Mia Morgan, Ed.D., M.L.S.
Returning to college in September is like starting a new job. It is exciting and it is scary and there is much to learn. Fall 2015 was my first full semester working at the North Shore Community Library, so as our students began their Fall semester, I began mine. As I consider the parallels between starting a new job and starting a new semester, I wonder whether students realize as they acclimate to the college environment that they are also developing useful 21st century skills applicable to beginning a future job.
In September students arrive in a flurry full of potential and promise. The more savvy students asking questions such as, “How do I get a library card?” or “How do I print out my detailed schedule?” For others, those questions will come later. Students are at the same time eager for the fresh start college promises, anxious about what to expect, hopeful to succeed, and flustered as they learn to manage the tools of college: bookstore, schedules, ID, classrooms, syllabi, and expectations. They gather in the library. The library is full. The buzz is about classes, professors, and new assignments. The new employee is feeling similar emotions as she’s planning her library classes, learning about her new environment, conversing with her new colleagues, and hopeful about her success in the North Shore Community College Library.
Students learn to use the library from their professors. They learn that the librarian and the reference desk are valuable resources. Professors who bring classes to the library, who encourage students to activate library cards and use appropriate library resources are teaching students how to succeed in college.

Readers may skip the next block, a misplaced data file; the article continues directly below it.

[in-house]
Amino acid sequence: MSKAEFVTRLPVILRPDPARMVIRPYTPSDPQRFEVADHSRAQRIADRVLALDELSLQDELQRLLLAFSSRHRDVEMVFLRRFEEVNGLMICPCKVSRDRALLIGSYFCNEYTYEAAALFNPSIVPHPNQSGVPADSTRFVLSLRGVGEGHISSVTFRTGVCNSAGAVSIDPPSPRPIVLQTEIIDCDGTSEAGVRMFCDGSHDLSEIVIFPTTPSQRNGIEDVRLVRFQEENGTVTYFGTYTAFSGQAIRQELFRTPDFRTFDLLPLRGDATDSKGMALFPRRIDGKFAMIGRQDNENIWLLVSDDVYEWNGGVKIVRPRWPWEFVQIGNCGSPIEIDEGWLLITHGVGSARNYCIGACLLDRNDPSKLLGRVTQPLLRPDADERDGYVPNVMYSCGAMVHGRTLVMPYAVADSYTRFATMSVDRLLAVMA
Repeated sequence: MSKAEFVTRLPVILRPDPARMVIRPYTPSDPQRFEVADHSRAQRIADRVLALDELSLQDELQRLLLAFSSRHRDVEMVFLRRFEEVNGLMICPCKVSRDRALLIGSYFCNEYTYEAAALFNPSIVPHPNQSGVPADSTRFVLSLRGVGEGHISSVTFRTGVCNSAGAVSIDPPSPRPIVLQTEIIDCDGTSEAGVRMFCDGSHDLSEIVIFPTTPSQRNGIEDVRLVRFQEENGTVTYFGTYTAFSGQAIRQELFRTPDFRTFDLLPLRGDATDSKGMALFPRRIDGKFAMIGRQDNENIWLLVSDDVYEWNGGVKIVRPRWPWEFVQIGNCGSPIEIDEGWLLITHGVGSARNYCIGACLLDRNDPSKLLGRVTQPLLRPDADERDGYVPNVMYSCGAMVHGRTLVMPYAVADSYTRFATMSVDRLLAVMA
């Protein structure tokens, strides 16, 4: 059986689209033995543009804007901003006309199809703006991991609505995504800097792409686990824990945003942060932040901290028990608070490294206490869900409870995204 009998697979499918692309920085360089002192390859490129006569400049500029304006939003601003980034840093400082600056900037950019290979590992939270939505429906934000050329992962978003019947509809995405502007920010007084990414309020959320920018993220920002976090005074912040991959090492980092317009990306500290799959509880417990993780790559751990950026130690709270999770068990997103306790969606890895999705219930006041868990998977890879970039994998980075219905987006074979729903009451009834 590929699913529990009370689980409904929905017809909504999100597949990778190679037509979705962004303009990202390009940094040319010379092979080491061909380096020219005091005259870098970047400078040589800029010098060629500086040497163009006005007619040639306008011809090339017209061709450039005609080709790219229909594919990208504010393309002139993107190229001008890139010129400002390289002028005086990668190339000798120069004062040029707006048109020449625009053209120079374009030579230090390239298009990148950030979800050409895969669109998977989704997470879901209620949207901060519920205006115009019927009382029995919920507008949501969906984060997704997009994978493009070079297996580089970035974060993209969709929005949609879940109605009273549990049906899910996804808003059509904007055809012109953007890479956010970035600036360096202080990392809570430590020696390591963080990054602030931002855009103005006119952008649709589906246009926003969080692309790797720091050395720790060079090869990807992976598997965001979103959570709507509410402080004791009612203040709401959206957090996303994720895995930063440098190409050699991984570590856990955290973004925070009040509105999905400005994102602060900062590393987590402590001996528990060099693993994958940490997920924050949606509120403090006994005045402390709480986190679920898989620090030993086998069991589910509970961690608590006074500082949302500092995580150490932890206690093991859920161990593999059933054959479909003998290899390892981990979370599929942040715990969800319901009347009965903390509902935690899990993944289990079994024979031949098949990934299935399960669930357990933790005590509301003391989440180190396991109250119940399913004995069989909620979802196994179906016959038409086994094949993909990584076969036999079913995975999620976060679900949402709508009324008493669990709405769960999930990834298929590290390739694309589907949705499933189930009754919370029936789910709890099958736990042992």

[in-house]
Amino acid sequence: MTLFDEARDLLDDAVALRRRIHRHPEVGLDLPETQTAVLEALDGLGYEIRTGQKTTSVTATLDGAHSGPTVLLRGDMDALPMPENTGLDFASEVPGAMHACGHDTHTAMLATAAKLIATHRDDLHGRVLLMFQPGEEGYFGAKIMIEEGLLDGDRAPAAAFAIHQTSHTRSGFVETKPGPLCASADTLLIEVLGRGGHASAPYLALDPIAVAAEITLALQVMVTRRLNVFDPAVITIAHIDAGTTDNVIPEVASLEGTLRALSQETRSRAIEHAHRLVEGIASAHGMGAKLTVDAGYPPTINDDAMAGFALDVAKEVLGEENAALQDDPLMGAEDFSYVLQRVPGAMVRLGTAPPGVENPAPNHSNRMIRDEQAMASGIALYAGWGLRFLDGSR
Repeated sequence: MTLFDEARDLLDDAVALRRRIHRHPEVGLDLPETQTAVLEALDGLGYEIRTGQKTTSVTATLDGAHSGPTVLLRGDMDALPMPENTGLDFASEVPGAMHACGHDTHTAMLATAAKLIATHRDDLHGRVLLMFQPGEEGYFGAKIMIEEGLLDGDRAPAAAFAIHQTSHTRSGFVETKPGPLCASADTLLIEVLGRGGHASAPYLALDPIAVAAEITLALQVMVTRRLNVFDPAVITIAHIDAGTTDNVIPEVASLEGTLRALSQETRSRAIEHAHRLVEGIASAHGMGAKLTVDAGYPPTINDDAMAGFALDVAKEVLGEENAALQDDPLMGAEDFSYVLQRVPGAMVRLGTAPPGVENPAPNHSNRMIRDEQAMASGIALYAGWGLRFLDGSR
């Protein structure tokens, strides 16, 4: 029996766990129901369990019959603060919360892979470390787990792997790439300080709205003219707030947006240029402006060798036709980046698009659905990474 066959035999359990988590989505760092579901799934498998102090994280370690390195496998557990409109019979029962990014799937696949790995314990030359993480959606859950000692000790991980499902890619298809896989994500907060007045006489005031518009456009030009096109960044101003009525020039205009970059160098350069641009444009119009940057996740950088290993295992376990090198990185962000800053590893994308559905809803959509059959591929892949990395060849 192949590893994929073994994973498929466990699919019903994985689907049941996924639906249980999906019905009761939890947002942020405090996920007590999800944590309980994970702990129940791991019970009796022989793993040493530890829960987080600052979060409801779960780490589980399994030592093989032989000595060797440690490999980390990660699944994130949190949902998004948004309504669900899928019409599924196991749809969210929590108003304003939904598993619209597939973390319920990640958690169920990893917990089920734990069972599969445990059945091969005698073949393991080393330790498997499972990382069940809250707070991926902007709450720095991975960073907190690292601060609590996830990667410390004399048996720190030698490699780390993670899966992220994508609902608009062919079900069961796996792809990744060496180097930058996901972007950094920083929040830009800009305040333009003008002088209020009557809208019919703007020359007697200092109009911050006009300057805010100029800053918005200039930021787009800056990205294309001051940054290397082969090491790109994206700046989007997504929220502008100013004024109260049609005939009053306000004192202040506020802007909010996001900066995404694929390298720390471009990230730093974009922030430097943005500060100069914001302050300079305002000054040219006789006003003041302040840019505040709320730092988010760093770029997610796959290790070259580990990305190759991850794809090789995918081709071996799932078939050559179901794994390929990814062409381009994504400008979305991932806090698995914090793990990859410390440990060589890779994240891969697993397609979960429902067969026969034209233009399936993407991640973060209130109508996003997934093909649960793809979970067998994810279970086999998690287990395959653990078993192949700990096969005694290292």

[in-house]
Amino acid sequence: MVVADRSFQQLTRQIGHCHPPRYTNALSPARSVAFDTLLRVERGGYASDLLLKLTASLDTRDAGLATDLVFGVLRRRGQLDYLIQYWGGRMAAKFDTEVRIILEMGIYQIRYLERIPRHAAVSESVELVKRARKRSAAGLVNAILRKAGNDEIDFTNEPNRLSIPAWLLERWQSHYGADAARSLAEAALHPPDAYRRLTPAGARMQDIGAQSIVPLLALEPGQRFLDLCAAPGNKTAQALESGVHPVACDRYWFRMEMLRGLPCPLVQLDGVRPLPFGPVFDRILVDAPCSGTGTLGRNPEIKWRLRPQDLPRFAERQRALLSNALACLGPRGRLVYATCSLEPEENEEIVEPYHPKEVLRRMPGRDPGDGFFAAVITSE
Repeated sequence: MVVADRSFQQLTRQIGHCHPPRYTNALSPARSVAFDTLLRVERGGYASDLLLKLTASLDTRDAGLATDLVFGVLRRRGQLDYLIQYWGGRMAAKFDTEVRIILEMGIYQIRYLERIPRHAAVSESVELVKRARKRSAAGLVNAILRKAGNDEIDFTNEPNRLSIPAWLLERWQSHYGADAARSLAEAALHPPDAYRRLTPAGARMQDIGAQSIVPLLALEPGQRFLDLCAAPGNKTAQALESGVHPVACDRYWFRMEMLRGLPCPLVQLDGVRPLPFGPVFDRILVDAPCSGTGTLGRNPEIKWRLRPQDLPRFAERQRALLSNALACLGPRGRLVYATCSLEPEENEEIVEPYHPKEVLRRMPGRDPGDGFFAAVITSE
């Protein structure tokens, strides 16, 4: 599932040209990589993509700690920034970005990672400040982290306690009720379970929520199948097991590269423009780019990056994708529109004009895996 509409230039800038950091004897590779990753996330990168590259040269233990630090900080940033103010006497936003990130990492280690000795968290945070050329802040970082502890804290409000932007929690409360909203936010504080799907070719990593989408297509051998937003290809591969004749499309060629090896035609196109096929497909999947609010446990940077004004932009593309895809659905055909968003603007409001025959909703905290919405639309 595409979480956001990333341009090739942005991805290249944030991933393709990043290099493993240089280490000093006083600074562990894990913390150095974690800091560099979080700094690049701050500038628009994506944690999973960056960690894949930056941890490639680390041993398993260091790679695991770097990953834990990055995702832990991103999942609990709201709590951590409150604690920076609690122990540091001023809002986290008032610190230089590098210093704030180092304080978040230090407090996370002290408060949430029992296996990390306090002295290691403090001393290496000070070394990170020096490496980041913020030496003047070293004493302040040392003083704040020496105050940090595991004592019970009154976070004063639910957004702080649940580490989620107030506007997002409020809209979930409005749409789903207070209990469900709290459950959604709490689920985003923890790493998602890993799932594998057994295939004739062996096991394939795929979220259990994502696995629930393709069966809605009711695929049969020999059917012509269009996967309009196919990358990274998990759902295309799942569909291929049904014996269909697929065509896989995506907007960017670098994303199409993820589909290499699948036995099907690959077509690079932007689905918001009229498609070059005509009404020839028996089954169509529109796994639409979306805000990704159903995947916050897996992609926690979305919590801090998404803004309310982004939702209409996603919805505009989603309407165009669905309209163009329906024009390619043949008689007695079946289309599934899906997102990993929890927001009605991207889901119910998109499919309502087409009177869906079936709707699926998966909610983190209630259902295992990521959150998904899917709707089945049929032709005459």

September is the busiest month for scheduled library instruction. Professors work with librarians to time instruction around assignments, and librarians scramble to find open computer labs for hands-on instruction. In these classes students are introduced to the library resources available for their research projects. Library classes are students’ first exposure to the databases, to articles published in academic journals, to books in the library catalog (OPAC), to tools for evaluating websites (A.S.A.P.), and to (EasyBib) for creating citations
Both students and new employees greet October with confidence. Instruction classes fuel questions, which students bring to the reference desk. Now, prompted by pending assignments, student questions become more specific: “How do I find the best resources for my topic?” “How do I access library resources from home?” “How do I use EasyBib?” The library continues to be heavily used in October, every workstation taken, calculators and course reserves flying off the shelves, students trying to find a quiet place to study, stake out a preferred place to sit, or meet with a study group.
Students who use the library do better on their assignments and more easily navigate the academic learning environment, an environment that flows naturally from the college to the workplace.